On his version of Paul Simon's "American Tune," Kurt Elling sings about observing life and work from both the outside and the inside. As Mr. Simon's lyrics dictate, he dreams he's flying, looking down on his own soul as well as the Statue of Liberty.
The song appears on Mr. Elling's new album, "1619 Broadway: The Brill Building Project," which he will unveil with "gala release concerts" on Friday and Saturday at the Allen Room at Lincoln Center. The album is a profound celebration of New York's musical heritage by an interpreter who is himself both an insider and an outsider.
For most of his career, Mr. Elling, who is 44, has been one of the most visible jazz artists on the Chicago scene. (He's such a diehard Illinoisan that he bought a condo from then-Senator and Mrs. Barack Obama.) But for the last four years, he has been a New Yorker, having moved with his wife and daughter to the Upper West Side in 2008.
"Moving here was in my mind for several years," he said recently over a cocktail at Bistro Citron, near his Central Park West apartment. "I wanted to have a road map in my head: What's the scene here? Who's on it? What does New York feel like? Like the song says, I wanted to be a part of it. Wanted to meet more cats. Wanted to be in their presence. Be inspired. Challenged. Have my ass kicked. All of which has happened various times."
The Brill Building album arose directly from Mr. Elling's experiences living and working in Manhattan.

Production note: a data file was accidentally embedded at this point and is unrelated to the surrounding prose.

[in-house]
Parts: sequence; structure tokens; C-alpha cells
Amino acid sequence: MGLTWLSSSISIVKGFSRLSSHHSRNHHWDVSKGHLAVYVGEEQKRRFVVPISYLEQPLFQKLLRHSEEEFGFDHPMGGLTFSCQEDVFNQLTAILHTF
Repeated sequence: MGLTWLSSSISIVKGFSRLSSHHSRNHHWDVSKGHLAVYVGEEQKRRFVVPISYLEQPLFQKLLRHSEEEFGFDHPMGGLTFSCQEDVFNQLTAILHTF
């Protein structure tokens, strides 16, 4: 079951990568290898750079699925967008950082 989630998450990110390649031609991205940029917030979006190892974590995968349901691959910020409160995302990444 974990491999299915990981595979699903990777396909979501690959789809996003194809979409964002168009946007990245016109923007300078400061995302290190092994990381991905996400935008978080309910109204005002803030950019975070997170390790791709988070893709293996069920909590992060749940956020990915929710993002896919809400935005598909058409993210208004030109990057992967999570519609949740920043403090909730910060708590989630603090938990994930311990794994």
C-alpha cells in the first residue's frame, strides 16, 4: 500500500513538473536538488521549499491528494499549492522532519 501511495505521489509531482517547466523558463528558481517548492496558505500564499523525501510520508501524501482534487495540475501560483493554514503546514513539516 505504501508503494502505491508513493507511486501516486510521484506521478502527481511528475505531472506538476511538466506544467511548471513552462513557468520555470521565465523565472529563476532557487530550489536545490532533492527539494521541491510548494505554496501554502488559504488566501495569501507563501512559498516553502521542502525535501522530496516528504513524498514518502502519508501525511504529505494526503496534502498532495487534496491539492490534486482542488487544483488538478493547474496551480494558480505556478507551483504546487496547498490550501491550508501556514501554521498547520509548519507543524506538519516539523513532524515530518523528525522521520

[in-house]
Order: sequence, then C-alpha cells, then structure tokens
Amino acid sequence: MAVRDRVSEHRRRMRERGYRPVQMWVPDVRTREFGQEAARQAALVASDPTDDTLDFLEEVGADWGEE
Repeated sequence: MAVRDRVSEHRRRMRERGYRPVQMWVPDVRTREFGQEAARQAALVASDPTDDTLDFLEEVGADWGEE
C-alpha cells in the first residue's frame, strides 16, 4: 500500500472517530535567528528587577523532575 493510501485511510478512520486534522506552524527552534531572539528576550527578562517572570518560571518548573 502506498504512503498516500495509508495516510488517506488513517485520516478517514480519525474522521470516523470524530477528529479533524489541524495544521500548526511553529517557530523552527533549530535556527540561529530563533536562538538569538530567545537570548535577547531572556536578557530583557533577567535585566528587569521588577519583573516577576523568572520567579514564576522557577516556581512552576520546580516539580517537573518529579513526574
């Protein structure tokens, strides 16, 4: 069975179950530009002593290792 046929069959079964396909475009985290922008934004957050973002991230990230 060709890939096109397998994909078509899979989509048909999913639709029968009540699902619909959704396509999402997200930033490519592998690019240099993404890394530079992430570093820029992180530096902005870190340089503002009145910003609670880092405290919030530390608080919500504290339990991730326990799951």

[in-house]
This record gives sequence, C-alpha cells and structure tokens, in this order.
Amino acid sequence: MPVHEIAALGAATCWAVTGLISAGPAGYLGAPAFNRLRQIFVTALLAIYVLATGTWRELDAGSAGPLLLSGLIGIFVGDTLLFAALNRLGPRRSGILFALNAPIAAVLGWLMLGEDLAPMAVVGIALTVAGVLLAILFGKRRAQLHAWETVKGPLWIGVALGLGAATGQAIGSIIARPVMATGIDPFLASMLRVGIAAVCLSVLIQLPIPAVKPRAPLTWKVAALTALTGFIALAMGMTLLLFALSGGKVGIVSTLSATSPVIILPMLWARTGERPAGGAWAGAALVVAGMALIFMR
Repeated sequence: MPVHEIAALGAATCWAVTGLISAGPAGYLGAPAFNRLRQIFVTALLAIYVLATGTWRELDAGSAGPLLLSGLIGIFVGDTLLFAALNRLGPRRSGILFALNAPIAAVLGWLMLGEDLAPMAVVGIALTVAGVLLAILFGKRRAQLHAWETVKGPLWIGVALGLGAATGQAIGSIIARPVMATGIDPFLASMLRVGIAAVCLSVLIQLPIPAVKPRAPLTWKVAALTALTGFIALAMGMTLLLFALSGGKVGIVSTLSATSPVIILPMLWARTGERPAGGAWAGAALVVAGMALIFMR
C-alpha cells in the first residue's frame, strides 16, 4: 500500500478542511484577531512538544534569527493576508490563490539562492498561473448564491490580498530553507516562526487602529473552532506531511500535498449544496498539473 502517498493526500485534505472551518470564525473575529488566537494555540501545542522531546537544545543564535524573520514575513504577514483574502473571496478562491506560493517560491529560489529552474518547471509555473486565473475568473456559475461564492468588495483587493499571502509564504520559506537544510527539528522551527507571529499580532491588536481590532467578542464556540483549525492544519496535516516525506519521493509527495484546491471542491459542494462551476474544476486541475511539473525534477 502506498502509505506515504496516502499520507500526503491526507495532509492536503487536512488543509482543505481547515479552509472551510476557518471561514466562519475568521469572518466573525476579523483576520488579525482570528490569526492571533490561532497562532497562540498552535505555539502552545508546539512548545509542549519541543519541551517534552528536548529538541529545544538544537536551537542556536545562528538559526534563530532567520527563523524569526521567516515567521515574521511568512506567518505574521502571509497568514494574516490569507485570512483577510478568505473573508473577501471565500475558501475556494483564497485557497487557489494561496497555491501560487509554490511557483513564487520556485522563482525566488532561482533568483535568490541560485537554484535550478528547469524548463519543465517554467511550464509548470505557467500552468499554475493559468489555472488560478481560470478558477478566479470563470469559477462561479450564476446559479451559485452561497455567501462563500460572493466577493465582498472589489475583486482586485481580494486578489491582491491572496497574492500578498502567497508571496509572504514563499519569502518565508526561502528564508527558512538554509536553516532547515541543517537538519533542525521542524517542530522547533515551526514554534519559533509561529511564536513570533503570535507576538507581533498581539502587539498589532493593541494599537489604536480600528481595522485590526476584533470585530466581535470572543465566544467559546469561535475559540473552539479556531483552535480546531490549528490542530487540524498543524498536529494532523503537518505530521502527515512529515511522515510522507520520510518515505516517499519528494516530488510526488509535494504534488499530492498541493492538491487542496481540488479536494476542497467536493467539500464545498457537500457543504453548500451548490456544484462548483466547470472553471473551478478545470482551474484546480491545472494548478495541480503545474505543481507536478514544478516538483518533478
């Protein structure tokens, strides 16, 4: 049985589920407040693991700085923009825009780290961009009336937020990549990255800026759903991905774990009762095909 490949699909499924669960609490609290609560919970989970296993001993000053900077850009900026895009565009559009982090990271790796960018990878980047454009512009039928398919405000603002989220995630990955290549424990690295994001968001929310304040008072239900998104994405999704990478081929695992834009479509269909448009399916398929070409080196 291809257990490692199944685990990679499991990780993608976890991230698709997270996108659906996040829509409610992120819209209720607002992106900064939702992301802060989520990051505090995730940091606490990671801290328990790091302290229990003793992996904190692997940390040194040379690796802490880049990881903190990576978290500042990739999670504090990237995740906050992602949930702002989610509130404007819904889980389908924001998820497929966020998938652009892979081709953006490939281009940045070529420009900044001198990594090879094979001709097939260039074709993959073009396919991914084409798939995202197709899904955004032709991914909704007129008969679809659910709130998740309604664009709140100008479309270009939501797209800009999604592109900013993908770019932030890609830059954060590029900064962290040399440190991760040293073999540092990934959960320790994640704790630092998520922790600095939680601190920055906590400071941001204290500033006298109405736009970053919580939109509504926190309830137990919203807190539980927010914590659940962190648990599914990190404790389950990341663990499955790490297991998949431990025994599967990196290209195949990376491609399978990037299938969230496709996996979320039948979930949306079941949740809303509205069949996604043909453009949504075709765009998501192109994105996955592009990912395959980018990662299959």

"I'd be coming down to Midtown to do voice-over auditions in different studios, and my manager's office is just a block from there, and also Birdland [where Mr. Elling plays regularly] is just around the comer," he said. "So I'd be walking by the Brill, and trying to get a bead on what the backstory is of the city and recognizing what an enormous resource, what an enormous catalog, what an inordinately massive influence the Brill has had on Western pop music."
Indeed, for more than three decades, the Brill Building was the heart and soul of the American music industry. Most music buffs associate the tower with its final years of preeminence: the late 1950s and early '60s, when doo-wop and early rock 'n' roll were dominant and many of the biggest songs on the charts were composed by Brill Building occupants like Jerry Lieber, Mike Stoller, Carole King, Gerry Gofffin, Barry Mann and Cynthia Weil — all of whom are represented on Mr. Elling's album. But the building also had a major role in the pre-pop epoch, the era of what the composer Jimmy Webb has called "pure" — songwriters who just wrote songs (and weren't performers), and pure singers (who didn't attempt to write their own material).
The corner of Broadway and 49th Street was, in fact, the home address for what was already known as "Tin Pan Alley," and for the commercial music business from the Great Depression onward.
"I knew all those songs without realizing that they were from the Brill Building," Mr. Elling said. "Everybody from Duke Ellington, Tommy Dorsey and Nat King Cole all had a presence there."
The album shows that Brill tenants dominated the charts from before the big-band era, up through World War II and beyond (as represented on "1619" by Duke Ellington's "Tutti for Cootie" and Sammy Cahn and Jimmy Van Heusen's "Come Fly With Me"), and into the mid 1960s.
In his role as a vocal interpreter, Mr. Elling uses the Brill material to dramatize New York existence, from the neon lights "On Broadway" to Leiber and Stoller's "Shoppin' for Clothes," a scenario in which Mr. Elling plays an impecunious customer trying to get past a worldly wise department-store salesman (voiced by bassist Christian McBride).
The newest composition on the album is Mr. Simon's "American Tune," from 1973. Mr. Simon is a singer-songwriter, thus representing the generation that followed many of the composers on the album, but, Mr. Elling pointed out, "Paul Simon still has office space in the Brill."